A virtual team is a team that is spread out over many locations, connected by the wonders of electronic communication. The hardest part of the Virtual Team is that the group rarely sees each other face to face, and in many cases, team members have never met in person. Despite an abundance of tools that make it easy to communicate remotely, human beings still collaborate best when they are in the same room.
So how do you cause people who are geographically remote to feel connected to each other and the team? It’s not easy, but there are a few strategies that can make a big difference. The common denominator with all of these steps: increased communication. Lacking the casual, random communication of a conventional office, leaders of virtual teams need to jump-start such interactions for their team members. Here’s how.
1. Help team members learn about each other:
- Hold “get to know each other” phone calls when the team is newly formed, wherein people tell some things about themselves that are non-work related, and that no one else on the team knows.
- Create a list of biographies, roles, and responsibilities, and have the bios include things beyond the workplace.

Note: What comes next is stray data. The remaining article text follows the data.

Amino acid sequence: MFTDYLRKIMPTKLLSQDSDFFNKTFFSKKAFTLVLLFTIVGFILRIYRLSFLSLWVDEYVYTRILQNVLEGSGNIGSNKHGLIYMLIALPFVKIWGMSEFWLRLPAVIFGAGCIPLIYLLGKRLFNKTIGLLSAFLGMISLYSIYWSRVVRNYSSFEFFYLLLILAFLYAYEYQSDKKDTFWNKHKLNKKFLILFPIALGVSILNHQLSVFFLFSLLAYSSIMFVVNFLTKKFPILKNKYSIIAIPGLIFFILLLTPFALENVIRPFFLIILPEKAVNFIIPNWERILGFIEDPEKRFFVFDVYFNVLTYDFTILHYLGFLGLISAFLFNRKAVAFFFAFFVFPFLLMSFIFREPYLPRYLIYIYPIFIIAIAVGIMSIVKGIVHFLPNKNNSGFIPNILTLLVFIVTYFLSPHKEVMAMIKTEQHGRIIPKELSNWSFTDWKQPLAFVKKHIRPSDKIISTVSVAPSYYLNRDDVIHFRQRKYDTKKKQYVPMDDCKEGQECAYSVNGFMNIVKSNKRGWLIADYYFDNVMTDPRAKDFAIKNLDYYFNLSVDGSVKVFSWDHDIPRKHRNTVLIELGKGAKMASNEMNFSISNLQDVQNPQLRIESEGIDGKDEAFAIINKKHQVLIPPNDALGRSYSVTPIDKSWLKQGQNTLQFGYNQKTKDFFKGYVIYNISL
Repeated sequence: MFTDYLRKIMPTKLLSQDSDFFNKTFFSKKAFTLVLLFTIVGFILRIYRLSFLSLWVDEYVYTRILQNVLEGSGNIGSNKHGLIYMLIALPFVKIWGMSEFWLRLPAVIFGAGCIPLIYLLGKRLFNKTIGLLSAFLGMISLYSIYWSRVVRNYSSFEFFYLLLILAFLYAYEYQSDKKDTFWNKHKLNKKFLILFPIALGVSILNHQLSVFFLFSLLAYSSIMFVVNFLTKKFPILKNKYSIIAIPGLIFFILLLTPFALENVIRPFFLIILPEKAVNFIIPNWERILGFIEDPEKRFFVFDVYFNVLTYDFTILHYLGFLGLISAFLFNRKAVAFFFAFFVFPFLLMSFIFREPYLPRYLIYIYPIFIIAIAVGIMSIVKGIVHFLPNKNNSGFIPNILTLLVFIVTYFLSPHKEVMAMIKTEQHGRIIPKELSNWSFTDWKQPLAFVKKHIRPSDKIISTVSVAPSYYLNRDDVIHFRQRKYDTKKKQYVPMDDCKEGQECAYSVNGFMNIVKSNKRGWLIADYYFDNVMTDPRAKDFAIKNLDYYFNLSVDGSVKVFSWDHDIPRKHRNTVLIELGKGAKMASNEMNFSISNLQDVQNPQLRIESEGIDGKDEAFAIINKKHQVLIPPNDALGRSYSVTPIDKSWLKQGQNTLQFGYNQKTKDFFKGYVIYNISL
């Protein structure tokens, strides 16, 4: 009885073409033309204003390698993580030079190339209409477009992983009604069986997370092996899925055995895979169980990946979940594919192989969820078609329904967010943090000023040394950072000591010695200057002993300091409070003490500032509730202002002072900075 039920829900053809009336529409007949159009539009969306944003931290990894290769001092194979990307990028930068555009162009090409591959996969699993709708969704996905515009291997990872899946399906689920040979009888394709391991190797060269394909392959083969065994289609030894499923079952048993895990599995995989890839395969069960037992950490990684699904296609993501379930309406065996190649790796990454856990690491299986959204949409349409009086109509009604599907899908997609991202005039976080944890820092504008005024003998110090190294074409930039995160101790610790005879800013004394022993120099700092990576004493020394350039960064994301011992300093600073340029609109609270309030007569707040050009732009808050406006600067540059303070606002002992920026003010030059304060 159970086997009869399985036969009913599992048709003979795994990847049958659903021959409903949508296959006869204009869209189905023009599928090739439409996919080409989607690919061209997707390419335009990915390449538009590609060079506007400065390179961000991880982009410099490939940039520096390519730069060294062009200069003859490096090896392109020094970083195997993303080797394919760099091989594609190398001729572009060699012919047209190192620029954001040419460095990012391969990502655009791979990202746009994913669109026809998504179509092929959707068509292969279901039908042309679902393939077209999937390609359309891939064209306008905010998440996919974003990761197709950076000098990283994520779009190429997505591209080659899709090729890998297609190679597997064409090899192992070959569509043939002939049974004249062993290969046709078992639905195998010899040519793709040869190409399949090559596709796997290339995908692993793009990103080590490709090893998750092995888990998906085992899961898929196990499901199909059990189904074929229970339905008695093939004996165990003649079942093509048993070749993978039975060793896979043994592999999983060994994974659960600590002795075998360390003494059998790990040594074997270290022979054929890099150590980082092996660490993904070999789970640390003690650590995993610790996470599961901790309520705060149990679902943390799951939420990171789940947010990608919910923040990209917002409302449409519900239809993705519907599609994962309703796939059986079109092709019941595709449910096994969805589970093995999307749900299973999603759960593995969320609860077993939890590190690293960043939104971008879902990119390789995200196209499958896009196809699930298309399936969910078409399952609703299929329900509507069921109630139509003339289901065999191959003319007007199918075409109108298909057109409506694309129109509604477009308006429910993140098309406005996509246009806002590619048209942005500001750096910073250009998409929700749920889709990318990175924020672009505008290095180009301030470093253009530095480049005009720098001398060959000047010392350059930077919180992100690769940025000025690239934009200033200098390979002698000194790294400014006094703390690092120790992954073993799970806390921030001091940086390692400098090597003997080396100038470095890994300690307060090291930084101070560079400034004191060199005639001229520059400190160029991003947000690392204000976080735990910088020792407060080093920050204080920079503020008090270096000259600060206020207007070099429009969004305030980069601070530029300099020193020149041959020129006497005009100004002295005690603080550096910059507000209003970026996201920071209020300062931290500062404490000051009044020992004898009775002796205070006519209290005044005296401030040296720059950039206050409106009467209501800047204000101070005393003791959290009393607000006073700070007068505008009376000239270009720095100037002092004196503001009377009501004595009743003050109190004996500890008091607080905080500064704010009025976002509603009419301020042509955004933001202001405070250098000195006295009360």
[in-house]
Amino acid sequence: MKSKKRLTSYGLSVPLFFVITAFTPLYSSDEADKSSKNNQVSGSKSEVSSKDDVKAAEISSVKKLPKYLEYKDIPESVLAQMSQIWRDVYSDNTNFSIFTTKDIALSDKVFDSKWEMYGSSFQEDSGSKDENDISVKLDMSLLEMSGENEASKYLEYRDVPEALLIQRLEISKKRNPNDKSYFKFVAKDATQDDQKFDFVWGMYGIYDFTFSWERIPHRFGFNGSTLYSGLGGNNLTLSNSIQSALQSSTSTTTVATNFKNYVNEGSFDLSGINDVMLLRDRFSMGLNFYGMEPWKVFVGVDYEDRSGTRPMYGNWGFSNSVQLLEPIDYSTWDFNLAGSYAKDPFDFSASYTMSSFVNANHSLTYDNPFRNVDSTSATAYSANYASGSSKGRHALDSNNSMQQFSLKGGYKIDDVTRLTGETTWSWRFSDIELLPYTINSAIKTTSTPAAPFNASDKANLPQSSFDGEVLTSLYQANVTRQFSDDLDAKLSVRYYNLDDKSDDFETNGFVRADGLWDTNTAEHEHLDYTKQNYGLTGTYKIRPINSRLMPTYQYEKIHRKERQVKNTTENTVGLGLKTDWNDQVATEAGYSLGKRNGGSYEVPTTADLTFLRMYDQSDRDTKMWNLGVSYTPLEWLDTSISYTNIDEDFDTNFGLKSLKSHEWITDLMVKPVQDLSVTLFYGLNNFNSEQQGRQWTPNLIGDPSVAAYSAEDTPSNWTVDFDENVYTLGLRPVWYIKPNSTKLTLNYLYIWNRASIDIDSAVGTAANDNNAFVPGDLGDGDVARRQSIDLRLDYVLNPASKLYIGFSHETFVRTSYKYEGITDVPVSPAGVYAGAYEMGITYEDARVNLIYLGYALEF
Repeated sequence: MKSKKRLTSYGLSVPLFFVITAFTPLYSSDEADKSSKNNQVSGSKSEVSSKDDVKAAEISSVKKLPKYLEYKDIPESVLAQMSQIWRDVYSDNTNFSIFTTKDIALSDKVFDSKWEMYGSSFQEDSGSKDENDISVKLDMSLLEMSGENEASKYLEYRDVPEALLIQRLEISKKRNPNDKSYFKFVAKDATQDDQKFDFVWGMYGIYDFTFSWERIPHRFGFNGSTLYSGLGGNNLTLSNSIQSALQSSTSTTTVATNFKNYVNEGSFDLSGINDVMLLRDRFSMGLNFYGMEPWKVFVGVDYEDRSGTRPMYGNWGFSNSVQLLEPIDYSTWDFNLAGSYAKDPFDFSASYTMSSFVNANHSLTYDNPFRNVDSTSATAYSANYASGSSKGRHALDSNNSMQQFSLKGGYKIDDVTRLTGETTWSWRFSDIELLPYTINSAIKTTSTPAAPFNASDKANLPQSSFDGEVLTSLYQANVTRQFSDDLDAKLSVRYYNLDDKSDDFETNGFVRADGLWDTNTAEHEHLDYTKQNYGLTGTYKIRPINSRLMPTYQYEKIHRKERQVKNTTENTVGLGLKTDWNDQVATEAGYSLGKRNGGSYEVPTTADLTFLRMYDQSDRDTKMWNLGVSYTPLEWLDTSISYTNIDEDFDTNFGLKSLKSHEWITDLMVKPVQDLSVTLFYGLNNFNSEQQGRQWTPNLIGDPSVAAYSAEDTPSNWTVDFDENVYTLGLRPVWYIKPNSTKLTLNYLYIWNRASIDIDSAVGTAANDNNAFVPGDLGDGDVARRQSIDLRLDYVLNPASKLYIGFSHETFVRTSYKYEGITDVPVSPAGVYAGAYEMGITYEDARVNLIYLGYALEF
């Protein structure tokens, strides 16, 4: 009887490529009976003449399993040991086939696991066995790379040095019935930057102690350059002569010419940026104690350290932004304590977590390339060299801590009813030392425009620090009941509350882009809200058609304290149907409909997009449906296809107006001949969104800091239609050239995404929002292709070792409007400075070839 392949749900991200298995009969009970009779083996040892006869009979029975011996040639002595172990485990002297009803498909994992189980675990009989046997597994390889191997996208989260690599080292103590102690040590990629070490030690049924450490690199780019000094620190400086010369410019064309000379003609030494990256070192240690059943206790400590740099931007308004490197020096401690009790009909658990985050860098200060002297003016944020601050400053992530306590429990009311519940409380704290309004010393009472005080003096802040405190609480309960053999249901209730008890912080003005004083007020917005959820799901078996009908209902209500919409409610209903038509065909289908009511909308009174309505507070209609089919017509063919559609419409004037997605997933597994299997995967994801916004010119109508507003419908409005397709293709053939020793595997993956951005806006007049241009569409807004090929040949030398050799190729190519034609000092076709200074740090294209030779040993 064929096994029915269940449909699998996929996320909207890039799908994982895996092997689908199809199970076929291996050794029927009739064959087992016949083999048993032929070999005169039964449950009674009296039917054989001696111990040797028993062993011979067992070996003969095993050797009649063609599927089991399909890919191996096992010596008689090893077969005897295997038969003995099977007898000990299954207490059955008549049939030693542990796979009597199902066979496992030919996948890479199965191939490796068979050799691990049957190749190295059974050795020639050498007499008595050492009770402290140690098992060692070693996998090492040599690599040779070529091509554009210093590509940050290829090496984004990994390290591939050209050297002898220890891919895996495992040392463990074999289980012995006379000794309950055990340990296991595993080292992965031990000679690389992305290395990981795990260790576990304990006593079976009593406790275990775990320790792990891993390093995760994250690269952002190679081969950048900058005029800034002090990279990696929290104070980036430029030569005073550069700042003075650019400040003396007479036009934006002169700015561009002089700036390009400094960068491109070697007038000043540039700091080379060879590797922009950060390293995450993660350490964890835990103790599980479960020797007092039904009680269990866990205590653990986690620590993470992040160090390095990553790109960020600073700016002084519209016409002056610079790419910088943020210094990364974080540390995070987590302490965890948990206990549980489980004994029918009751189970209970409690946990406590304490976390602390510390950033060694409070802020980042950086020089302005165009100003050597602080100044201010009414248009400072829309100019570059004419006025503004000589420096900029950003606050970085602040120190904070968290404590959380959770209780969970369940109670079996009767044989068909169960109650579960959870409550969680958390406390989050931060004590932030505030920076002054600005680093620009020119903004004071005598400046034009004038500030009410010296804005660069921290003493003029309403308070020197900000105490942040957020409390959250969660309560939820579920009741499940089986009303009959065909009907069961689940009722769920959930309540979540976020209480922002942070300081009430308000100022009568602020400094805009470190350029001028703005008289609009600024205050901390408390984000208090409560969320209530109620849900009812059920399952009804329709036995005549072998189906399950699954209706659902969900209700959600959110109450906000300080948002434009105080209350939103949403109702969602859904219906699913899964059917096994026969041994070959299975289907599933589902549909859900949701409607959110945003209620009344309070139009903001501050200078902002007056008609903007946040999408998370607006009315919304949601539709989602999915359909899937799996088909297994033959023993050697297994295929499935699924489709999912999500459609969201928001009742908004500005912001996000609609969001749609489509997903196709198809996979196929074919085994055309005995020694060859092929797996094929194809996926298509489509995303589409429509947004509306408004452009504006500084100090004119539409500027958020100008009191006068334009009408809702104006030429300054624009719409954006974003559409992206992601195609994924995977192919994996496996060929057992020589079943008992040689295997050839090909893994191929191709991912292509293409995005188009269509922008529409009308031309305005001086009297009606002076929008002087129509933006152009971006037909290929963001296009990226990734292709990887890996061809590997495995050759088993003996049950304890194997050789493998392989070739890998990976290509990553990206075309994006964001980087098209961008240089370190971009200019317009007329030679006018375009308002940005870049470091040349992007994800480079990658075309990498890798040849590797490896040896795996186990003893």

- Find ways to get everyone on the team talking and contributing in each virtual meeting, so everyone feels like they are part of something. Pick a topic and ask everyone to comment on it. Pair people up who never work together and ask to learn about each other and then introduce their partner to the others in the group. There are lots of ways to accomplish this.
2. Give frequent updates on team plans and progress. A good Virtual Team leader communicates more frequently than usual in the early life of the Virtual Team. The leader will communicate on decisions that are made, the reasons they were made, and the implications. The good leader will communicate the path on which leadership is taking the team, and why that path is the correct one. Frequent communication from team leadership has the dual benefit of strengthening members’ connections to the team and boosting leader credibility.
3. Schedule in-person meetings. There is great benefit in planning occasional face-to-face gatherings for your team. Even if it only happens once a year, an in-person team gathering will go a long way toward building bonds.
4. Use video conferencing, not just voice. Leverage the benefit of the visual connection. If people can see each other, and put faces with names and voices, that will strengthen connections among the team.
Have you had any experience with leading or being a member of a virtual team? What worked well, and what needed improvement? Tell us your story in the comments!